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Making ‘give and take’ work for metals and John Q. Public

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Small, mid-size and even larger steel-consuming manufacturers—as well as the local economies in which they operate—are among the benefactors of tax credits or financial incentive programs offered by local and state governments, as illustrated by three case studies.

The first involves Chicago-based Tempel Steel Co., which in August had considered shuttering its suburban Libertyville, Ill., production facility and relocating the operations to Mexico. But with the help of tax credits and other financial incentives from city and state economic development organizations totaling up to $7 million over several years, the company instead agreed to consolidate the suburban operations at its Chicago facility.

Tempel Steel, which describes itself as the largest independent manufacturer and global supplier of motor lamination steels with 2007 sales topping $500 million, was offered the incentive package only three months after approaching the City of Chicago and state leadership.

Vincent Buonanno, Tempel's chairman and chief executive officer, credited Chicago Mayor Richard M. Daley and his office with providing "the jet fuel for accelerating the permitting process" and other needed approvals to expand its Chicago manufacturing facility to relocate the Libertyville operations there.

Tempel expects to spend between $10 million and $13 million on the Chicago expansion and Libertyville relocation. By July 2009, the Chicago headquarters will add about 40,000 square feet of manufacturing space, Buonanno said, and many of the Libertyville workers will join that operation, doubling the employee base in Chicago to 700 from 350. "The big decision" that the incentives provided "was not to take it all to Monterrey (Mexico)," where Tempel operates a third motor-lamination plant, he said.

Several factors persuaded Tempel to stay in Chicago, Buonanno said, not the least of which were the proximity of steel suppliers and customers and the sophisticated skills that Chicago's employee base provides, such as technical, engineering and tool and die experience. Tempel employs die setters, tool makers and press operators. Even shipping steel from Indiana mills to Chicago is cheaper than shipping to Libertyville, he added.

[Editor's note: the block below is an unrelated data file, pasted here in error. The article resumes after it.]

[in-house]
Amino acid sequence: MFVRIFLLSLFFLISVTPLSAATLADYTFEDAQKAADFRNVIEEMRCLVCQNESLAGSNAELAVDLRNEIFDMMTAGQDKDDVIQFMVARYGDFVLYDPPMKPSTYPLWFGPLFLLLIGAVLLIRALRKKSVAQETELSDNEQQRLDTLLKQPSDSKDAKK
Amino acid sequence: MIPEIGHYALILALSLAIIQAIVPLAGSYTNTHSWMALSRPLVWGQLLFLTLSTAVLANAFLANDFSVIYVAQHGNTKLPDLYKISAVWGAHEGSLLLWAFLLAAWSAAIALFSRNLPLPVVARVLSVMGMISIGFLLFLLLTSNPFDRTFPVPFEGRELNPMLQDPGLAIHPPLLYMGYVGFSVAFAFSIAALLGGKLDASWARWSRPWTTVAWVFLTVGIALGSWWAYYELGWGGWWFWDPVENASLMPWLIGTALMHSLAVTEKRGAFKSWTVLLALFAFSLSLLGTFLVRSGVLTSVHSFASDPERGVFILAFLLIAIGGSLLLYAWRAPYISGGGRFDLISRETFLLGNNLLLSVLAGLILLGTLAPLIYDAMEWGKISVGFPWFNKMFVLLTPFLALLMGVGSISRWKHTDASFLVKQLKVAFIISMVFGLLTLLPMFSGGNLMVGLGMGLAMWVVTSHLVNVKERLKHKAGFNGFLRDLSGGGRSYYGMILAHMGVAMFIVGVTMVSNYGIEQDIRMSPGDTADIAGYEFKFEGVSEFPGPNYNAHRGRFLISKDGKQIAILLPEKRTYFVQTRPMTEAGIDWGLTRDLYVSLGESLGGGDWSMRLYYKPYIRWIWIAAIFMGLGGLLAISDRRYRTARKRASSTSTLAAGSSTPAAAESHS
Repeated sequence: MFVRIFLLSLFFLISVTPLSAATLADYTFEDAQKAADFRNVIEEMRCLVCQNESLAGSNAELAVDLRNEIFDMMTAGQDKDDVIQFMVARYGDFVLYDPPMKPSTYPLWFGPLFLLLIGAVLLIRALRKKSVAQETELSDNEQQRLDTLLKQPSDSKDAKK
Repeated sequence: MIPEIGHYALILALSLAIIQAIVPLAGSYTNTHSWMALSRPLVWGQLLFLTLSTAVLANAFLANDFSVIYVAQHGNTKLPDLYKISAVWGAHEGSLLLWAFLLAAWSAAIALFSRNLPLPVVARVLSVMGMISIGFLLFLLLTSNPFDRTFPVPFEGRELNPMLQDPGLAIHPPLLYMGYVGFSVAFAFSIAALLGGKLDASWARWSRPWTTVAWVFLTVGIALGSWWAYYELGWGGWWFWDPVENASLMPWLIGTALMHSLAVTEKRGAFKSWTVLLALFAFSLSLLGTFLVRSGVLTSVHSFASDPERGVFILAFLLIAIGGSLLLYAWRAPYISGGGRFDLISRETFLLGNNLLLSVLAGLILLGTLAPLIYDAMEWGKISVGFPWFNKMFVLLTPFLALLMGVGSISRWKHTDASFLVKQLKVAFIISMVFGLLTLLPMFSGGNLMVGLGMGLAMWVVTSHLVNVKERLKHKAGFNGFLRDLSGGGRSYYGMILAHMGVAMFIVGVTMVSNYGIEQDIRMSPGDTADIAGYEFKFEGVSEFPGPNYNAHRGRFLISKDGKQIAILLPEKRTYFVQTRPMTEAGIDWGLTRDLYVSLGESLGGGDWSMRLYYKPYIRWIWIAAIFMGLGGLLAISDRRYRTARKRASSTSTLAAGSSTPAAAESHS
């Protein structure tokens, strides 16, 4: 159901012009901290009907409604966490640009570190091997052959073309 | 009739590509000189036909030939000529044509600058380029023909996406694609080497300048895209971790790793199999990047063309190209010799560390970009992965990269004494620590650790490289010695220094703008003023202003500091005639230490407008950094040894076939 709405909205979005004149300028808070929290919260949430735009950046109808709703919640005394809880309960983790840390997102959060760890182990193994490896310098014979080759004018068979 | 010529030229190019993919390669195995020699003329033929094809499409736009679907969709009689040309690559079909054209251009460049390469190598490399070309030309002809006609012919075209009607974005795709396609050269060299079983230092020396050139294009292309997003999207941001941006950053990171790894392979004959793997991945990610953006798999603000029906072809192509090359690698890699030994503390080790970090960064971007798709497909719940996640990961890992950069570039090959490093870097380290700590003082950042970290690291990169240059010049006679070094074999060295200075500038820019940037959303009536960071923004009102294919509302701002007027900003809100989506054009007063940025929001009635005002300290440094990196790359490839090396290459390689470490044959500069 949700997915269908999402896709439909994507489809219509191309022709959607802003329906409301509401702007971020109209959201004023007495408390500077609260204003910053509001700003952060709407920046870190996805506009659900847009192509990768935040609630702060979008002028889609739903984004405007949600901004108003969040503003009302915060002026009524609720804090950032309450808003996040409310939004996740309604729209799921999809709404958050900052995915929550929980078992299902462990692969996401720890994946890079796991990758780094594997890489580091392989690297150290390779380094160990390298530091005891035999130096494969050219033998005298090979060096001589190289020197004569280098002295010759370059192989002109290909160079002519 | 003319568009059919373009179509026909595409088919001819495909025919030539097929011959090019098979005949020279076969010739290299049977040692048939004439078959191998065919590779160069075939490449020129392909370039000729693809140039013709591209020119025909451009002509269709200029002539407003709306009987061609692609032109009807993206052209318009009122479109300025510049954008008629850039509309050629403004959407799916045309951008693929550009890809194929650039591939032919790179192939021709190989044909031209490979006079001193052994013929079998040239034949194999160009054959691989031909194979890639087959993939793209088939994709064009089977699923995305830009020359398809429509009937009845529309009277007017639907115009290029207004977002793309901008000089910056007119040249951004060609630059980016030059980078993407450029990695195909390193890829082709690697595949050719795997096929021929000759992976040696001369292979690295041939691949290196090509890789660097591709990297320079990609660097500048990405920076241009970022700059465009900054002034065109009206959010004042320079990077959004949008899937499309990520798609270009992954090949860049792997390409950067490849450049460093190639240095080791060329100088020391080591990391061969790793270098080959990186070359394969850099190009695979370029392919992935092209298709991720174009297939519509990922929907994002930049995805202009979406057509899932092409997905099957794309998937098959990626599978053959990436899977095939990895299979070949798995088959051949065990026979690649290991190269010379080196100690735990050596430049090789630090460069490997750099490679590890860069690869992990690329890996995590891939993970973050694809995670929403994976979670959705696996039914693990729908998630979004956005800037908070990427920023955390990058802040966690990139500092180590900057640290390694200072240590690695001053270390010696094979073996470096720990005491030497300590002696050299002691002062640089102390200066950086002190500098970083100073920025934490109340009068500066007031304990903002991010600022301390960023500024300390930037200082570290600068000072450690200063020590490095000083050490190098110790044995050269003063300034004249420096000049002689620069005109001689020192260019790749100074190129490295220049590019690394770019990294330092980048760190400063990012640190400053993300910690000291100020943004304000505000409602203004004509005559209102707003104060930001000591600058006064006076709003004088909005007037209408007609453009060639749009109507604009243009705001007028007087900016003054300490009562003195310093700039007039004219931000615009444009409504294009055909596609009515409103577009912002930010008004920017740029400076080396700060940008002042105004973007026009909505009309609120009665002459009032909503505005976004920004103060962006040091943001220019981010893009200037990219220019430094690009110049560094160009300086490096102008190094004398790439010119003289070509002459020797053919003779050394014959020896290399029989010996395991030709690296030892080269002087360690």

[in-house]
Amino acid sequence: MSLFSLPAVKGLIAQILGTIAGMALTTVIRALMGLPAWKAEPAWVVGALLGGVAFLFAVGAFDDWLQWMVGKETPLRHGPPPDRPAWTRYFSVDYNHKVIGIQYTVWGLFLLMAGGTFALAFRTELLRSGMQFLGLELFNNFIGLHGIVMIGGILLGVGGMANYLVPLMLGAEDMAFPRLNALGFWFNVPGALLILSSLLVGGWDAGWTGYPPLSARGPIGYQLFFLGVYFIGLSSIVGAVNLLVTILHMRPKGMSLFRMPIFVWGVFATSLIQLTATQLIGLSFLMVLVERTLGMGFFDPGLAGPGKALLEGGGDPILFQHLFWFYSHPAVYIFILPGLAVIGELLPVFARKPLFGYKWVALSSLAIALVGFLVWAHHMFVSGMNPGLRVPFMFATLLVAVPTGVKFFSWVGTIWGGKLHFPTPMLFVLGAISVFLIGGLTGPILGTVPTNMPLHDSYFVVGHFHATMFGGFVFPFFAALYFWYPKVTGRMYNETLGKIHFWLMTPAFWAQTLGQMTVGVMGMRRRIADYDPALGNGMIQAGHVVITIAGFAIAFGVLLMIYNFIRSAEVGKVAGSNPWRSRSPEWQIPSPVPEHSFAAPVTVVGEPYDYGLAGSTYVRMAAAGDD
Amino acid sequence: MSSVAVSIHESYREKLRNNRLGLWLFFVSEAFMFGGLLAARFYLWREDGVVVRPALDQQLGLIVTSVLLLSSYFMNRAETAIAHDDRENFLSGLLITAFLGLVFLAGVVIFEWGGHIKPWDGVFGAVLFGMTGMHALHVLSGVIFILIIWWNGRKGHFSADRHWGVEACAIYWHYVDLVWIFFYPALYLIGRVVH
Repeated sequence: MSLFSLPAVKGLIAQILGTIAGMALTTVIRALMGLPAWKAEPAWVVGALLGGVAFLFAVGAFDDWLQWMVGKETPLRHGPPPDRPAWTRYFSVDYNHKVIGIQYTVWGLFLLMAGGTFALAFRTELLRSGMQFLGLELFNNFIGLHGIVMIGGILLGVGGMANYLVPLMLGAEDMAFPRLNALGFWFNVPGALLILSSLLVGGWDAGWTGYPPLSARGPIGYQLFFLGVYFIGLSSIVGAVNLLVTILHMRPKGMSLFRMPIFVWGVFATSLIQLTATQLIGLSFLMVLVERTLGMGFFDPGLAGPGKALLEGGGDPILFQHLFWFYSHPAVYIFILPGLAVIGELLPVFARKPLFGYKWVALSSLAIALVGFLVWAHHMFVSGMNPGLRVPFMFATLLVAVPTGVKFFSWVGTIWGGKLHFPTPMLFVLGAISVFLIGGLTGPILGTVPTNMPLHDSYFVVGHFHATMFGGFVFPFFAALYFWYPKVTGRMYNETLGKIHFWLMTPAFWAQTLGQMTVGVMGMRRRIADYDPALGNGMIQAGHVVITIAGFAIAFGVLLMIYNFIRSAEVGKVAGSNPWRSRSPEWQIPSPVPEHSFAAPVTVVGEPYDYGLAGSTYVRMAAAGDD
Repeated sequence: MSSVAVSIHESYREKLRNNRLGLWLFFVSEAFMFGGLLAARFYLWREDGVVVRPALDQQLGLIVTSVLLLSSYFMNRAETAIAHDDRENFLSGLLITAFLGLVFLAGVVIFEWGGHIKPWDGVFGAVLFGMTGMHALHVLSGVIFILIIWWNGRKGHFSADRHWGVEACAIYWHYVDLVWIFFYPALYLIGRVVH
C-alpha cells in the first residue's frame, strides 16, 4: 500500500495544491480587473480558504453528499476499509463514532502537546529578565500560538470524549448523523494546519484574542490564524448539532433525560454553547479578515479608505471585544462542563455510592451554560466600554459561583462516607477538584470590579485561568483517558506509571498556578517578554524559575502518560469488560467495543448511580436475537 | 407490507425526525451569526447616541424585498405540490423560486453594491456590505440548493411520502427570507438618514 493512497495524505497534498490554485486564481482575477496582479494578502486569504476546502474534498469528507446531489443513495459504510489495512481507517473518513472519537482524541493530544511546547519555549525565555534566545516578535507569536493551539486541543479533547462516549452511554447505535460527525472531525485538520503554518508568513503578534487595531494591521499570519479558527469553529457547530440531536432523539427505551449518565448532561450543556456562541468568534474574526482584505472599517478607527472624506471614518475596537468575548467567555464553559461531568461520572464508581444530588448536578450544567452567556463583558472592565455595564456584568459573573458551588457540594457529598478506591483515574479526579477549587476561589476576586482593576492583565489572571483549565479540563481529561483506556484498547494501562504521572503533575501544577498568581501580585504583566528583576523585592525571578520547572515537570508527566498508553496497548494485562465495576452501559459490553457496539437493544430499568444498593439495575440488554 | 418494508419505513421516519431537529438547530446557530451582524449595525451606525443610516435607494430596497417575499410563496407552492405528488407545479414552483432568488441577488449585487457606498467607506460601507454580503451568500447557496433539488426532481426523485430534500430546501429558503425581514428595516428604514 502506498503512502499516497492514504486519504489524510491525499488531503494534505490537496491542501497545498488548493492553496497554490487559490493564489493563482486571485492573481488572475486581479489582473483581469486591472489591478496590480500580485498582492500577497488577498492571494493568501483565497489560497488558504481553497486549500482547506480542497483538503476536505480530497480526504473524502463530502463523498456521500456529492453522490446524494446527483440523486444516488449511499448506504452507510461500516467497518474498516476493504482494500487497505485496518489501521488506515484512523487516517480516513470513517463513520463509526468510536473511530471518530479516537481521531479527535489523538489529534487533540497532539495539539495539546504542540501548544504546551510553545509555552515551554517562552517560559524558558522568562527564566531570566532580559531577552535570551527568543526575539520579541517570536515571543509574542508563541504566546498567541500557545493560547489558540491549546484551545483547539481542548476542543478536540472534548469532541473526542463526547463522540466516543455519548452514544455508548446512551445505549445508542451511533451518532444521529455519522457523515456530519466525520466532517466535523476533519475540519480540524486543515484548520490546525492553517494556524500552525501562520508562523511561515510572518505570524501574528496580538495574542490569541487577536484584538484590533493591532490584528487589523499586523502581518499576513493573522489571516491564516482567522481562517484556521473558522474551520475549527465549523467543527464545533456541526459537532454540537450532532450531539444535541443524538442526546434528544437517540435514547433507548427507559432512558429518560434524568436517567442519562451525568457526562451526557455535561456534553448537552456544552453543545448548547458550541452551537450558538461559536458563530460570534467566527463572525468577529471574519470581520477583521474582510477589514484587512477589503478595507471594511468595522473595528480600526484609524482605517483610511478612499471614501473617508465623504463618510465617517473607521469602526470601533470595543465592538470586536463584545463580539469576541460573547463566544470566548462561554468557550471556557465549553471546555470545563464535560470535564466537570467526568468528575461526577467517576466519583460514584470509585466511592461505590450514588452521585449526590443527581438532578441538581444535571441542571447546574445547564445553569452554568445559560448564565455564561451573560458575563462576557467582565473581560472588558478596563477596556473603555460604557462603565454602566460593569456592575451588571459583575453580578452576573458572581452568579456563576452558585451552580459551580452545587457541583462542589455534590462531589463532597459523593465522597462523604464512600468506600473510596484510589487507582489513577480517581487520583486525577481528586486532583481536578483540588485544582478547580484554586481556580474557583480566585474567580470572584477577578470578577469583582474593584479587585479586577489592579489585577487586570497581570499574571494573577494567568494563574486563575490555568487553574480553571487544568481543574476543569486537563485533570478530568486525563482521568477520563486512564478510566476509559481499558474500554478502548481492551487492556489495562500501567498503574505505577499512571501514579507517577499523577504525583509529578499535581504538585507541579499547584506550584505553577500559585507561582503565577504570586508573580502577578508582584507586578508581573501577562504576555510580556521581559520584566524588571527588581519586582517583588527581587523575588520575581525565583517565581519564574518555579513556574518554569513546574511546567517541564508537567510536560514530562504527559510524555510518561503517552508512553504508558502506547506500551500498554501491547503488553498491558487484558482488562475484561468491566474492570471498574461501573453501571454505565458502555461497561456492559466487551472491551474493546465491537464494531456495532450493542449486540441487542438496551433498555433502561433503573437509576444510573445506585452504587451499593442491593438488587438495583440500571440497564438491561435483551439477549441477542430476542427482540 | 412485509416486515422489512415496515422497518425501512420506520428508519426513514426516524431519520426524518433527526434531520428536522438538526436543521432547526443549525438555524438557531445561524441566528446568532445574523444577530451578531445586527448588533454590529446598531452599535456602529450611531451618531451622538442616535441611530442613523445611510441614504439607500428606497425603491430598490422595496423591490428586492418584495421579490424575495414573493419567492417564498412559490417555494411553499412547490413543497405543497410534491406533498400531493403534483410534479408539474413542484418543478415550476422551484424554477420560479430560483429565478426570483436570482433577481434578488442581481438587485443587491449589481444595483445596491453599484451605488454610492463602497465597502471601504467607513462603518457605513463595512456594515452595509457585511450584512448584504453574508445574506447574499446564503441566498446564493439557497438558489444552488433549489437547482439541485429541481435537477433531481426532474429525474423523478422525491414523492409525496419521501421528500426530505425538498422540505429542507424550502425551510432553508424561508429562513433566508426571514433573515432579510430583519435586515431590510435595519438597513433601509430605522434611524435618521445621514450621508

Buonanno praised city and state leaders for fast-tracking the package that will keep the company in Chicago. "The city is aggressive. Daley is all over this. He's very ambitious" on behalf of Chicago business, he said, adding that the mayor's office removed the red tape usually involved in such processes.

"We are also grateful to the state of Illinois," he said, which is providing half the benefits in the incentive package. "Both the city and state responded quickly. They came out for a tour the next day."

The second case study is Matandy Steel & Metal Products LLC, a general line carbon steel service center in Hamilton, Ohio, which announced in August that it had taken advantage of state and local efforts to revitalize dirty industrial sites with a plan to build a roll-forming plant for producing steel studs. Its J.N. Linrose Manufacturing subsidiary is already making steel studs for commercial building applications in leased space.

Under Hamilton's brownfield redevelopment program, the city received $750,000 from the Clean Ohio Assistance Fund to acquire the land, raze the shuttered Hamilton Die Cast plant and clean up the site—a 5.6-acre parcel that Matandy acquired from the city for $87,300, said Frank Pfirman, the company's president.